Most experienced photographers would share the opinion that zoom lenses are a compromise of quality for convenience. Optical designs can become very complex and bulky when building a lens that replaces a bag full of primes. Every decision that goes into its making must balance out many factors that ultimately determine size, capability, and quality. To expect prime-like quality from a zoom would be folly… or would it?
A few weeks ago I was researching Minolta’s lens history hoping to come across something of interest to add to my growing collection. I came across a number of forums with dialog about a Minolta MD 35-70mm f/3.5. First iterations of the Minolta lens came to market in 1972 and continued in various versions through to the 1980’s. One of the last versions made had the addition of macro capabilities; 1:4 reproduction ratio. While not near as close as a dedicated macro lens, it is useful. It is understood that Minolta achieved something so magical with this optical design that Leica wound up using it in their own-branded version call the Vario Elmar R 35-70mm.
Ebay had a few different versions of the Minolta. I bought the one I believed to be in the best condition with all the original caps and hood. I paid $149.99 it.
Here is a photo I shot of the one I bought. It looks brand new and functions as such.
It’s small and impressively built. You don’t see lenses made like this anymore. I’ve owned the new Zeiss ($$$$) lenses made for the E-mount Sony and they all felt cheaply made by comparison. Additionally, the Zeiss 24-70mm is bigger, heavier, and not as sharp.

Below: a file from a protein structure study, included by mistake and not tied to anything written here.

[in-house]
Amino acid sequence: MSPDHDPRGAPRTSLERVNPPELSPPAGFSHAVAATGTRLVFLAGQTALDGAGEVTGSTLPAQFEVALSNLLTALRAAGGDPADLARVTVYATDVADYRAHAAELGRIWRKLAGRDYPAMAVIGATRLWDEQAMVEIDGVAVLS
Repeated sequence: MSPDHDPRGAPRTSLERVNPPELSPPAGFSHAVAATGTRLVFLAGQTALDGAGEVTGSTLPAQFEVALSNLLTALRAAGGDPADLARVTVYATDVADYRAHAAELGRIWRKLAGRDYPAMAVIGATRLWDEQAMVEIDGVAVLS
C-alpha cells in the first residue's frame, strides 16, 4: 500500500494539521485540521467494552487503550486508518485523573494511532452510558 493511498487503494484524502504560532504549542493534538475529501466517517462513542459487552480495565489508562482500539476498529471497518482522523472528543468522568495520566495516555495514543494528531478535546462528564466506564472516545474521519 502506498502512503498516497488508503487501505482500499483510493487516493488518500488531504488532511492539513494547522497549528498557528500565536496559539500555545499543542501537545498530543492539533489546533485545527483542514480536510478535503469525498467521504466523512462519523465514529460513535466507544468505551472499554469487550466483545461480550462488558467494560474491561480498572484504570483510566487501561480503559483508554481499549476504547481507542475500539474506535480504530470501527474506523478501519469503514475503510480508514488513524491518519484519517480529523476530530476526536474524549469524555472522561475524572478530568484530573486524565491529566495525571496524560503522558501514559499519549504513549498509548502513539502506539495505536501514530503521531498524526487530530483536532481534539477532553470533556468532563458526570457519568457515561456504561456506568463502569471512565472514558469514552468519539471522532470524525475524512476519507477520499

Now having some time to use it, I’d like to share the results of my experience. Let me start out by saying, “In-freakin-credible!” Even with the aperture wide open, it’s sharp and gorgeous at all focal lengths. I’m not one of those guys who subjects a lens to test charts and 800% views to find its flaws. I look for the total image quality. Does it make images with excellent dimensionality, color, contrast, character, and non-distracting out-of-focus areas? If I’m happy with all those things, then I don’t care about what weaknesses might be found under lab scrutiny because they obviously didn’t distract me in the first place.
I think I’ve found my favorite walk around lens. The only reason I can see swapping this out for a prime would be if I needed less depth of field, more light from a larger aperture, or a focal length outside the range of this lens. I solidly recommend this lens to anyone with a full-frame Sony Mirrorless. I adapt the lens to my body using an inexpensive Neewer Lens MD/MC Lens Adapter I purchased from Amazon for about $12.
Soon, I’ll be posting the results from two new/old lenses I recently bought.